Space: Introduction


In this article I’ll give you a sneak peek into one of the subjects our Home School Curriculum covers and how to introduce your kid to the wonders of space. Space is a fun subject because it is so mind blowing. It is a mystical and fantastical environment right above us at all times. Here are some space topics you can start with your child.


I like starting with the overall location of the topic so that it provides context (this is a large part of how the curriculum works and is central to every subject)¬†for learning later on. Since this is a surface level introduction, the first item to cover is where everything is! While some of these concepts may not be immediately absorbed by your child, the exposure of the topics will help over time of learning. Don’t fret if they don’t immediately get what gravity is.

  • Space is very cold!
  • There is no gravity!
  • There is nothing to walk on. You float in space!
  • People have to wear special suits to go into space. They are called Astronauts.
  • Astronauts ride a space ship up into the sky to get into space.

The Sun

The Sun is something your child probably already knows about as we see it every day. It may be harder to describe without technical descriptions (understanding gas and fusion), unless you keep it simple, which I recommend.

  • The Sun is bright. Don’t look directly at it!
  • The Sun gives us energy and feeds plants with its light.
  • The Sun is super hot. It helps keep our planet warm.
  • We can see the Sun, but no one has ever been there.
  • The Sun is so large, our planet orbits (floats or spins, if needing simplicity) around it.

The Moon

The Moon is the next item I cover as it is likely the next item noticed (depending on how late your kid stays up). Generally when we cover this topic I will make sure the phase of the moon full and the weather is nice so we can get a great view of it while we discuss it.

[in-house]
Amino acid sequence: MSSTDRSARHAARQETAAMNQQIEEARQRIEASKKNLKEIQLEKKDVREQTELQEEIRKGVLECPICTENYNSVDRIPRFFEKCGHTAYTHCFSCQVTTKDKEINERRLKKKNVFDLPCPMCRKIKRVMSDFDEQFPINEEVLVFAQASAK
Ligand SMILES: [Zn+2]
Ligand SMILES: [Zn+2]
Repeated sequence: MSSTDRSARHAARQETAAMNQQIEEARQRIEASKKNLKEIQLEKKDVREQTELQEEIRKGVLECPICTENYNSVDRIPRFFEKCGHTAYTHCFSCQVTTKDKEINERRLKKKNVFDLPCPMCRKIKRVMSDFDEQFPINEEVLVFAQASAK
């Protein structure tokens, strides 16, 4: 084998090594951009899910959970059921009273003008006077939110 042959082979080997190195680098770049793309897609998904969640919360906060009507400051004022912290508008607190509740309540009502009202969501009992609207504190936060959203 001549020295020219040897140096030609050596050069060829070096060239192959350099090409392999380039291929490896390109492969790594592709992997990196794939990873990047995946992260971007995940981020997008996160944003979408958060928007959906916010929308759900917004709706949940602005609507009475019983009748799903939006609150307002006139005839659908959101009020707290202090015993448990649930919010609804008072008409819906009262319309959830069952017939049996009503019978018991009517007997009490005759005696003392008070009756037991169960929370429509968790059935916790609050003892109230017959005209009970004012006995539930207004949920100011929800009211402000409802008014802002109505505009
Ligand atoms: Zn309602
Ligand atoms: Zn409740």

• The Moon is not made of cheese! It is made of rocks.
  • Like we spin around the Sun, the Moon spins around our planet.
  • People have landed and walked on the Moon!
  • It doesn’t have air, plants, trees, or animals, like our planet. No weather or seasons. No winter or summer!
  • The Moon is much smaller than our planet.


Moving on to the rest of the objects in our solar system should be easy after having discussed the moon. Covering planets like Mars, Venus, or Mercury, might be a better and easier start since they are more similar to the Moon. Covering planets like Jupiter and Neptune might be more difficult as gas planets can be a concept hard to understand at a younger age (at first). We still cover all of them, but understand that retention might not be as good as the previous planets.


You can also cover fun items like asteroids (large rocks, some of them almost as big as our Moon), Blackholes (large black holes in space), and eventually galaxies (collections of all of the above).


In our curriculum we go more in depth depending on the age and learning level of your children. We walk you step by step through different subjects until you are comfortable with our context-based learning system and can start creating your own lesson plan content. Check it out!

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